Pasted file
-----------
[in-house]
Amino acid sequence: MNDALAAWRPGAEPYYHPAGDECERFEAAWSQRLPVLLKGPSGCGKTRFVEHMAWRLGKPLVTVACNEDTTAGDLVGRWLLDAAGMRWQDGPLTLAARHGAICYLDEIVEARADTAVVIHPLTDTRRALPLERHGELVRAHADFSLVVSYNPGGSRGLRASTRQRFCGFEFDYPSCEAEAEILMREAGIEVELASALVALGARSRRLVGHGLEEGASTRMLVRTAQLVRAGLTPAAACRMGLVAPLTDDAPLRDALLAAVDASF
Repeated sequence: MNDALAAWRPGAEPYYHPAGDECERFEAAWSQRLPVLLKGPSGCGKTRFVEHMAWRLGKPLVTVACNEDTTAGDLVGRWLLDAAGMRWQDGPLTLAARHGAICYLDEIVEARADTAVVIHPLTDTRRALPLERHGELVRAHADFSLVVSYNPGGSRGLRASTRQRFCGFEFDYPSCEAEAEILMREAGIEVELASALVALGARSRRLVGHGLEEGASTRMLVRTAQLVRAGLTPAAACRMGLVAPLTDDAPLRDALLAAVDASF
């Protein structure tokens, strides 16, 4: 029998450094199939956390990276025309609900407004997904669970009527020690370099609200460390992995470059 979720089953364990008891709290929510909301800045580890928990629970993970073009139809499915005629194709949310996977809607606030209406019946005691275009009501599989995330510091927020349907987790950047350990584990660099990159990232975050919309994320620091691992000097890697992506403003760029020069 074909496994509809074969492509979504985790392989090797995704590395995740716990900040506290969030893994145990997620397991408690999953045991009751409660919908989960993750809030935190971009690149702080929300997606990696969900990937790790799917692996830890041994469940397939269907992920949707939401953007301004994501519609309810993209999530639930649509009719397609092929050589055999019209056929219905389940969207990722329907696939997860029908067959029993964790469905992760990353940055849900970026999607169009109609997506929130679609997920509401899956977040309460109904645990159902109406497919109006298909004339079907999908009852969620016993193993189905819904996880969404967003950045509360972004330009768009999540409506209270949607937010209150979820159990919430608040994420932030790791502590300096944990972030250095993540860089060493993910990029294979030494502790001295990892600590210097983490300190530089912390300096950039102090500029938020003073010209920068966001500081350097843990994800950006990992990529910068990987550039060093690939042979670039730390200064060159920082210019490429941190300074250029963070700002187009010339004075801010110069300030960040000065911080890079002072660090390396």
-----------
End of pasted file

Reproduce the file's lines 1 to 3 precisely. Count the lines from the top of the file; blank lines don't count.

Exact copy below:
[in-house]
Amino acid sequence: MNDALAAWRPGAEPYYHPAGDECERFEAAWSQRLPVLLKGPSGCGKTRFVEHMAWRLGKPLVTVACNEDTTAGDLVGRWLLDAAGMRWQDGPLTLAARHGAICYLDEIVEARADTAVVIHPLTDTRRALPLERHGELVRAHADFSLVVSYNPGGSRGLRASTRQRFCGFEFDYPSCEAEAEILMREAGIEVELASALVALGARSRRLVGHGLEEGASTRMLVRTAQLVRAGLTPAAACRMGLVAPLTDDAPLRDALLAAVDASF
Repeated sequence: MNDALAAWRPGAEPYYHPAGDECERFEAAWSQRLPVLLKGPSGCGKTRFVEHMAWRLGKPLVTVACNEDTTAGDLVGRWLLDAAGMRWQDGPLTLAARHGAICYLDEIVEARADTAVVIHPLTDTRRALPLERHGELVRAHADFSLVVSYNPGGSRGLRASTRQRFCGFEFDYPSCEAEAEILMREAGIEVELASALVALGARSRRLVGHGLEEGASTRMLVRTAQLVRAGLTPAAACRMGLVAPLTDDAPLRDALLAAVDASF